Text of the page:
[extropy-chat] Turbulence of obsolesence (was: Anti-virus protection -- problem fixed!)

Adrian Tymes wingcat at pacbell.net
Fri Apr 22 18:20:43 UTC 2005

--- Emlyn <emlynoregan at gmail.com> wrote:
> > Anyway, thread over.
> Oops, sorry :-)

No worries.  You bring up a good point.  Personally, I suspect that
directing people to college from the outset might cause them to give
up, as college is a fairly major investment, especially if one is
already carrying a high debt load and needs to find work soon.  That's
why I direct people in said circumstances to paths where they can get a
job soon, and then self-study while getting a paycheck to pick up the
rest of what they need.  College, if possible, is better, but it's
often not an immediate option...even if the skills are needed

I was just trying to cut off protest about "But my MSCE DOES mean I'm
worth $100K/year!  Why won't anyone pay me what I'm worth?!?  That
CAN'T be my fault; we MUST be in a depression!" or similar, which I've
heard far too many times, and I'd really rather not bother with yet
again.  I didn't see a clear way to block that without stopping the
entire debate.

As to your point about being a constant learner - that seems to be a
requirement for a growing number of new-tech fields.  For example, I've
been mucking around in a nanofabrication facility on the side, and one
of the things that strikes me is the vast array of new techniques and
considerations, such that even the experts seem to have only mastered
narrow portions of it.  I know I'm a bit of an amateur in the lab, but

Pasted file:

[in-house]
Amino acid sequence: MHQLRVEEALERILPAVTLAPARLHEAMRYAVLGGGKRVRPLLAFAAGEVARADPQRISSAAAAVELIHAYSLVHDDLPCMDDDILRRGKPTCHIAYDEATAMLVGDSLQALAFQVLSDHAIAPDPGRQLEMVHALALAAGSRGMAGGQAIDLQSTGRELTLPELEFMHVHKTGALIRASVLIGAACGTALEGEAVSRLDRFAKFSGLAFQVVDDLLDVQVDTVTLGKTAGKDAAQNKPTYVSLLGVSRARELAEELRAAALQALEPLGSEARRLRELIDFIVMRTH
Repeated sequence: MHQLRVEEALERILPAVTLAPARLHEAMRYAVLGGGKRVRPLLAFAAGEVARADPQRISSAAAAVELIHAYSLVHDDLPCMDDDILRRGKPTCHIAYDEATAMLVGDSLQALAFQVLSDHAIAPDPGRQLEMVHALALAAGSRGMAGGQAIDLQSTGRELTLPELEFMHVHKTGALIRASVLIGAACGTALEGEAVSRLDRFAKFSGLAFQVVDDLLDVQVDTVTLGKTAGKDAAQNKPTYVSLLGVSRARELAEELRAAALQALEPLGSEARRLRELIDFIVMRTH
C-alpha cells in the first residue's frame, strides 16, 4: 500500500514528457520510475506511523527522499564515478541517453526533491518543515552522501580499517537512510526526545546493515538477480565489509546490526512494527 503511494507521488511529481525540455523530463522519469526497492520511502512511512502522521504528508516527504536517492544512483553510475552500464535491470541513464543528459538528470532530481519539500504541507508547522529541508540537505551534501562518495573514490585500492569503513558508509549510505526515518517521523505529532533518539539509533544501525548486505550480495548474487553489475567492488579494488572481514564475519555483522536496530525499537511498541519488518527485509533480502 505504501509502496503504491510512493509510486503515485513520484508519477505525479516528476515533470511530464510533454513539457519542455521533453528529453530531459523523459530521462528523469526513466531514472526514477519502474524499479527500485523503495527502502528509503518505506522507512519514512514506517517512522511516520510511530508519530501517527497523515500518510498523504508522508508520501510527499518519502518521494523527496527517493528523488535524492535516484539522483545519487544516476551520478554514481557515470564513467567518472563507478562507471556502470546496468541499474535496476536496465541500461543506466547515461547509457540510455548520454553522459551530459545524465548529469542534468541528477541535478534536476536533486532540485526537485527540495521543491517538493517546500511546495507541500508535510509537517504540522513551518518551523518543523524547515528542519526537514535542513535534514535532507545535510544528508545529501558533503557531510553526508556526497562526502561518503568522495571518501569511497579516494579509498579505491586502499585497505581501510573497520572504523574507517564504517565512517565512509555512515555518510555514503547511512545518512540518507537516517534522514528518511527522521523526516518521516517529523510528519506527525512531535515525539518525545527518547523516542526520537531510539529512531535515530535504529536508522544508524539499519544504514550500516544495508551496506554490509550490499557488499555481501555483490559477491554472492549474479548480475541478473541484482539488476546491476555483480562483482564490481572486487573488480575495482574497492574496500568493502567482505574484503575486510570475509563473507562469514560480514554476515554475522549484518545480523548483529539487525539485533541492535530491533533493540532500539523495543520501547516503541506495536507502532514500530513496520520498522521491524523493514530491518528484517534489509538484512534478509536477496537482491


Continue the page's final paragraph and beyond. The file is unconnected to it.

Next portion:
it looks like any would-be nanotech worker who is unwilling to
frequently learn new tricks and techniques has a rather limited
career...quite analogous to the IT career of someone who switches off
their desire (and thus ability) to learn after getting a MSCE.

Learning how to learn - on the fly, identifying what concepts one needs
to pick up and how best to acquire them, and how to quickly distill
down to what one immediately needs to accomplish one's immediate tasks
- seems like the ultimate meta-skill, the absence of which
fundamentally limits one's potential career options (in extreme cases,
to the point of unemployment outside of menial jobs).  Our schools and
colleges try to teach that, but always by example and practice.  I
wonder if anyone's developed a useful theory that one can study, and
then apply this theory to certain examples (e.g., here is how you
learn, and here's a biology facet - assuming you're not already a bio
whiz - that you can apply the method to).  I wonder if it's just
because the effects of this skill (or its absence) are so powerful, and
because it takes years to properly master, that many people seem to
assume it's either inborn or not, and not actually something that
almost anyone can eventually learn?  (A long learning curve is not a
cliff, even if those on the bottom might think it is.)

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